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Mars-Chroniken - Die wellige Oberfläche der Marsdünen aus der Nähe studiert

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The rippled surface of the first Martian sand dune ever studied up close fills this view of "High Dune" from the Mast Camera (Mastcam) on NASA's Curiosity rover.  This site is part of the "Bagnold Dunes" field along the northwestern flank of Mount Sharp.  The dunes are active, migrating up to about one yard or meter per year.
The component images of this mosaic view were taken on Nov. 27, 2015, during the 1,176th Martian day, or sol, of Curiosity's work on Mars.
The scene is presented with a color adjustment that approximates white balancing, to resemble how the sand would appear under daytime lighting conditions on Earth. Figure A includes superimposed scale bars of 30 centimeters (1 foot) in the foreground and 100 centimeters (3.3 feet) in the middle distance.
Malin Space Science Systems, San Diego, built and operates the rover's Mastcam. NASA's Jet Propulsion Laboratory, a division of the California Institute of Technology, Pasadena, manages the Mars Science Laboratory Project for NASA's Science Mission Directorate, Washington. JPL designed and built the project's Curiosity rover. 
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Rover Track in Sand Sheet Near Martian Sand Dune
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A wheel track left by NASA's Curiosity Mars rover exposes underlying material in a shallow sand sheet in this view from Curiosity's Mast Camera (Mastcam). The site is close to a large sand dune of similarly dark sand grains.
The component images of this mosaic view were taken on Dec. 2, 2015, during the 1,181st Martian day, or sol, of Curiosity's work on Mars. The scene is presented with a color adjustment that approximates white balancing, to resemble how the sand would appear under daytime lighting conditions on Earth. Figure A includes a superimposed scale bar of 50 centimeters (20 inches).
Malin Space Science Systems, San Diego, built and operates the rover's Mastcam. NASA's Jet Propulsion Laboratory, a division of the California Institute of Technology, Pasadena, manages the Mars Science Laboratory Project for NASA's Science Mission Directorate, Washington. JPL designed and built the project's Curiosity rover.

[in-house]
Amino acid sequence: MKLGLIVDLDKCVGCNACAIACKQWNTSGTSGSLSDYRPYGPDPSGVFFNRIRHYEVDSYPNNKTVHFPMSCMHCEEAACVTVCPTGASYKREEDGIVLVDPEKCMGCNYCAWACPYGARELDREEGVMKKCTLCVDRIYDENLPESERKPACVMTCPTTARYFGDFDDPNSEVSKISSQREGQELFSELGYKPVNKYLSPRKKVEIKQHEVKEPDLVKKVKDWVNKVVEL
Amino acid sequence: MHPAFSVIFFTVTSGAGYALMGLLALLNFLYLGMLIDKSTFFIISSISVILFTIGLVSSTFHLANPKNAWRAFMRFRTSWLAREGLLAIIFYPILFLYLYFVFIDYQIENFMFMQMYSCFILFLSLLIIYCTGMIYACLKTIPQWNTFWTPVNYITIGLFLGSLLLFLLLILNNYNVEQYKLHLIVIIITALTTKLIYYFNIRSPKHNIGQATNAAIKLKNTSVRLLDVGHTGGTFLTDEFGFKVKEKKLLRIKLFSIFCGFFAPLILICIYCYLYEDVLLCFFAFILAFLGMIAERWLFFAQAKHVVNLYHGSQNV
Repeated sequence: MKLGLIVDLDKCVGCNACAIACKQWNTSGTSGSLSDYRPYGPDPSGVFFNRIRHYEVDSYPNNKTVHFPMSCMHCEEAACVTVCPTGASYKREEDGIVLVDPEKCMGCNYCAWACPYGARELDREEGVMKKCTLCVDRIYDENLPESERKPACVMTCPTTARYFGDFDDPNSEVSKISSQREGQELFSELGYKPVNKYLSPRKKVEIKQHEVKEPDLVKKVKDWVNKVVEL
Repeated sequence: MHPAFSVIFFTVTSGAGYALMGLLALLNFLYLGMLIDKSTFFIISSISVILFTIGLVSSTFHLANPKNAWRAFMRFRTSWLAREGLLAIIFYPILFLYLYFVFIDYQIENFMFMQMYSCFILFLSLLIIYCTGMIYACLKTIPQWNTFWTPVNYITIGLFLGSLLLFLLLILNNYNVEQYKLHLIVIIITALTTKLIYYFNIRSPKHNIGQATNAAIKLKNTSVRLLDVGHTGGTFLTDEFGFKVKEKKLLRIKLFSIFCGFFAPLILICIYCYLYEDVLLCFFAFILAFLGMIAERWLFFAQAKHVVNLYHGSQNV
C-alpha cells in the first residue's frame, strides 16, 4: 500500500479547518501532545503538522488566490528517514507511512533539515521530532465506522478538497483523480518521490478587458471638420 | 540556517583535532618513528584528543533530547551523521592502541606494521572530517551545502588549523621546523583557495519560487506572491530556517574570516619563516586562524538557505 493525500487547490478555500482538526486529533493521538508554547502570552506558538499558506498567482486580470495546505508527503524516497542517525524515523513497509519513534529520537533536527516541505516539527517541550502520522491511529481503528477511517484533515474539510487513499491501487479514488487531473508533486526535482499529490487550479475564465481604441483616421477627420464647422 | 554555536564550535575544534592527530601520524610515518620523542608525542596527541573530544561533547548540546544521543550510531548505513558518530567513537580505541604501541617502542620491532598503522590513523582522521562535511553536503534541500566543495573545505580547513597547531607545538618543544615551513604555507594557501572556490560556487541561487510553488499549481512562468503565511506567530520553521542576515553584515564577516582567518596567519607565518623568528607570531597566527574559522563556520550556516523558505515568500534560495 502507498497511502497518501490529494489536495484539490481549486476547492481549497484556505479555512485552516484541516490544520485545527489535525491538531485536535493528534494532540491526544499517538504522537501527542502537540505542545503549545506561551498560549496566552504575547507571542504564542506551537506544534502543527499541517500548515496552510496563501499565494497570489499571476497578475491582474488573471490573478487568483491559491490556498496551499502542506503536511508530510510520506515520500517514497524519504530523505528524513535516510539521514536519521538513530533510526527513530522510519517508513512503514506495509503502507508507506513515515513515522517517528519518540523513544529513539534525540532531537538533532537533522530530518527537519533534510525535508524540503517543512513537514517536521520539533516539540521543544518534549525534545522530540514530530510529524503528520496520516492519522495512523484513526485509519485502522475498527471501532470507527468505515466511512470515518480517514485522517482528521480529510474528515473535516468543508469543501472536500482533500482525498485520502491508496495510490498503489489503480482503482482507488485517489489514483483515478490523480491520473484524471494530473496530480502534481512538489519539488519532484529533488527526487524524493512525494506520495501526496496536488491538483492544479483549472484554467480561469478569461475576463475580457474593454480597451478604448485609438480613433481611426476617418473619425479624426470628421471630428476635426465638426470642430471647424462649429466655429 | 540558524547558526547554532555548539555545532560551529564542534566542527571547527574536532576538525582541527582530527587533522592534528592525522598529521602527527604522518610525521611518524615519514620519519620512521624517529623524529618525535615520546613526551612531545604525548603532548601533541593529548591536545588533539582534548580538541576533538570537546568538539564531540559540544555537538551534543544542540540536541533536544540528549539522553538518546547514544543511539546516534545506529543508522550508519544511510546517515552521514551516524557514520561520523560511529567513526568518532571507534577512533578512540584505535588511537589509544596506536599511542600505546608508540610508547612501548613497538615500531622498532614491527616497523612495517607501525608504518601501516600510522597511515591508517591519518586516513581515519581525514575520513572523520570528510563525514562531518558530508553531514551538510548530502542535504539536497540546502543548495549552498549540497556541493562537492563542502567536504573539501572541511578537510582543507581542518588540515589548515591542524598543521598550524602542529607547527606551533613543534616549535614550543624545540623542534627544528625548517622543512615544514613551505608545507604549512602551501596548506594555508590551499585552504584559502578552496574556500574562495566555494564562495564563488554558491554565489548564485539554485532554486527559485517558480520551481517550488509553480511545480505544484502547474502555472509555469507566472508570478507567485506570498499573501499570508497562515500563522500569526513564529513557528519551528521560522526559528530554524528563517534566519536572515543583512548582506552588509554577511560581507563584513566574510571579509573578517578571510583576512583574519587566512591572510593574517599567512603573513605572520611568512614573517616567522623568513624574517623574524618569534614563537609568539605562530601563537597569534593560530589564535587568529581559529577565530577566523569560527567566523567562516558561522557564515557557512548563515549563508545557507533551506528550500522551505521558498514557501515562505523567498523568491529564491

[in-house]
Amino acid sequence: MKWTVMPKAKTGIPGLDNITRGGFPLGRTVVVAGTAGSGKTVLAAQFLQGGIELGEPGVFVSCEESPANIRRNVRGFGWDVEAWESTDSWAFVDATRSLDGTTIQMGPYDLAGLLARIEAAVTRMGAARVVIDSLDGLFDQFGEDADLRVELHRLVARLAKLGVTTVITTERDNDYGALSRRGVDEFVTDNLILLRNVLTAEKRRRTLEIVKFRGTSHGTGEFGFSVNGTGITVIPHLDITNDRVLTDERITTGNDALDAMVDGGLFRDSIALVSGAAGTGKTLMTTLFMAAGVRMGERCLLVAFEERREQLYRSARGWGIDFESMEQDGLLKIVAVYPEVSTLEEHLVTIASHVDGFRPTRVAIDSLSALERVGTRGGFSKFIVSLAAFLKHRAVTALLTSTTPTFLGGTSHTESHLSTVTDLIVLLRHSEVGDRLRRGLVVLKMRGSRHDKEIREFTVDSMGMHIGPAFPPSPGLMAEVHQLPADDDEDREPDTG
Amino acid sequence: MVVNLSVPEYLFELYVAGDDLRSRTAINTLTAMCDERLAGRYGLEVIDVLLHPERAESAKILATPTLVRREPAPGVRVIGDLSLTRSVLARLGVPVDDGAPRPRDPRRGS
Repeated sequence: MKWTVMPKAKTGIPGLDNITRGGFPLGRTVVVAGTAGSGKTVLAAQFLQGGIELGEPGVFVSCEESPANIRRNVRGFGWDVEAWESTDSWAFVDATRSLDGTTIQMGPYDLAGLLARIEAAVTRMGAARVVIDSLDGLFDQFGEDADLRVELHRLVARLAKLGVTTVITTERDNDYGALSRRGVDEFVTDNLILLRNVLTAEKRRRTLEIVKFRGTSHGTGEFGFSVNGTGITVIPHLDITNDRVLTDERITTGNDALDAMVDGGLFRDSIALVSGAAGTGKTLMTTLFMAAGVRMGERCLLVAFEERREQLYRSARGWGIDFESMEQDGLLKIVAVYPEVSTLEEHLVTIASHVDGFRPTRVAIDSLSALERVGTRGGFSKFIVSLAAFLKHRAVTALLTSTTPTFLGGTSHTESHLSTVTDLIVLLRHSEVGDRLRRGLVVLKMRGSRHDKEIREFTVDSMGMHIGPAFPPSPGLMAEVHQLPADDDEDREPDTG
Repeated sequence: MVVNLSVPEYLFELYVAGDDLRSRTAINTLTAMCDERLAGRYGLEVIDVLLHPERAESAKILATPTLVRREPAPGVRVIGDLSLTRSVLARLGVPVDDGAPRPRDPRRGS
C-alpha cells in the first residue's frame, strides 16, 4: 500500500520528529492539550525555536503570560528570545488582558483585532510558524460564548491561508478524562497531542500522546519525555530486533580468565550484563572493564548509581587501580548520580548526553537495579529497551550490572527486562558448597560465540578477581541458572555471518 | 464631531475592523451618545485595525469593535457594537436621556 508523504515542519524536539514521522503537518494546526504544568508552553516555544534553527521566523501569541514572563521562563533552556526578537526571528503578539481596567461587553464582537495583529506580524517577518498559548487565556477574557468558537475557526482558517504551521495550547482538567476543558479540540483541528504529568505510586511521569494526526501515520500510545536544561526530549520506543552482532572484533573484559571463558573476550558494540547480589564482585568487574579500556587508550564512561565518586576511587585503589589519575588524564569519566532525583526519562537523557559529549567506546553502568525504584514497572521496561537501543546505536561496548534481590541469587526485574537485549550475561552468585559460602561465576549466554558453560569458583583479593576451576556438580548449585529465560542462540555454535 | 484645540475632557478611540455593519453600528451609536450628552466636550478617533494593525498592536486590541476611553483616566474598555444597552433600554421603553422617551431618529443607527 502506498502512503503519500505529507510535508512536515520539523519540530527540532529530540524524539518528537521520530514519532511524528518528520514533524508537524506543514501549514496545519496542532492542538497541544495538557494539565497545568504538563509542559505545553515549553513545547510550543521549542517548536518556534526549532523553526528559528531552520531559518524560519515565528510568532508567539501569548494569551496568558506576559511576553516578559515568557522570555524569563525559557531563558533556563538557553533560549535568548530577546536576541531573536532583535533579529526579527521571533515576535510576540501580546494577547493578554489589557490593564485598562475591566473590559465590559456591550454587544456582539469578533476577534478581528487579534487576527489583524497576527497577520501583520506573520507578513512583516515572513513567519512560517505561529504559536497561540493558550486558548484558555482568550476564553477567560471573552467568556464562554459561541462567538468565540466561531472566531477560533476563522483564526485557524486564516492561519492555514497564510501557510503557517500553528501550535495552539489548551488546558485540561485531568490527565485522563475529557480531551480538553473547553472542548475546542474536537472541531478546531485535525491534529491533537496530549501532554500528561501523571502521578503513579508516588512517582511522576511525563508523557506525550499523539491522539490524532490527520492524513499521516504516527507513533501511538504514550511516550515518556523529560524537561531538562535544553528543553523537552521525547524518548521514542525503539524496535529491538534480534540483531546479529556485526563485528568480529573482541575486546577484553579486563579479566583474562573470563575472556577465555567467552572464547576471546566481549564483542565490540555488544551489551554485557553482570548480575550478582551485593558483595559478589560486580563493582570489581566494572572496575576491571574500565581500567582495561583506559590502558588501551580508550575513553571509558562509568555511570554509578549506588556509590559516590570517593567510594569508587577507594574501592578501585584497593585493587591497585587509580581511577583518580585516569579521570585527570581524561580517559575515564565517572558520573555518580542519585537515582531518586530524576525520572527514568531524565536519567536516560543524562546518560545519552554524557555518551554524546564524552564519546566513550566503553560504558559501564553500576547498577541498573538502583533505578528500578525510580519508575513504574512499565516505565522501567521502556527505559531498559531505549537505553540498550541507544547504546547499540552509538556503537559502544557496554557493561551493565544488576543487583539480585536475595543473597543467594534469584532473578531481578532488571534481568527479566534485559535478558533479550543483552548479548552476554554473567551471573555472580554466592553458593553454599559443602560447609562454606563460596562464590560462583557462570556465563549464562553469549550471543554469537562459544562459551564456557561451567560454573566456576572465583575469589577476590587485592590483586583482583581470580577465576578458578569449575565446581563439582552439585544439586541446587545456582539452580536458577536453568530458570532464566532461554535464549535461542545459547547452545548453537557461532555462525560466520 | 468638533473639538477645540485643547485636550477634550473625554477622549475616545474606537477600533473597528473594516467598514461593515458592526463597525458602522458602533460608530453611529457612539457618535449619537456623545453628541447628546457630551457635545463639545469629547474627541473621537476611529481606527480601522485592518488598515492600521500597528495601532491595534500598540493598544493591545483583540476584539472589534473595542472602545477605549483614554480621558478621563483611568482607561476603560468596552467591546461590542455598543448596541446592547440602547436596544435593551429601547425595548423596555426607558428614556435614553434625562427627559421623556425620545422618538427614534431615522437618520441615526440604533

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This view shows grains of sand where NASA's Curiosity Mars rover was driven into a shallow sand sheet near a large dune. The scene covers an area 1.3 inches wide, imaged by Curiosity's Mars Hand Lens Imager on Dec. 3, 2015. Sunlight is coming from the left.
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This view of the undisturbed surface of a Martian sand dune called "High Dune" visited by NASA's Curiosity rover shows coarse grains remaining on the surface after wind removal of smaller particles. 
The image covers an area 1.4 inches by 1.1 inches (3.6 by 2.7 centimeters). It was taken by the Mars Hand Lens Imager (MAHLI) camera on the rover's arm on Dec. 5, 2015, during the 1,184th Martian day, or sol, of Curiosity's work on Mars.
The imaged location is near the base of the dune. High Dune, in the Bagnold Dunes field skirting the northwestern flank of Mount Sharp, is the first sand dune studied in place anywhere except Earth. What distinguishes actual dunes from windblown ripples of sand or dust, like those found at several sites visited previously by Mars rovers, is that dunes form a downwind face steep enough for sand to slide down.
MAHLI was built by Malin Space Science Systems, San Diego. NASA's Jet Propulsion Laboratory, a division of the California Institute of Technology in Pasadena, manages the Mars Science Laboratory Project for the NASA Science Mission Directorate, Washington. JPL designed and built the project's Curiosity rover.
Quelle: NASA
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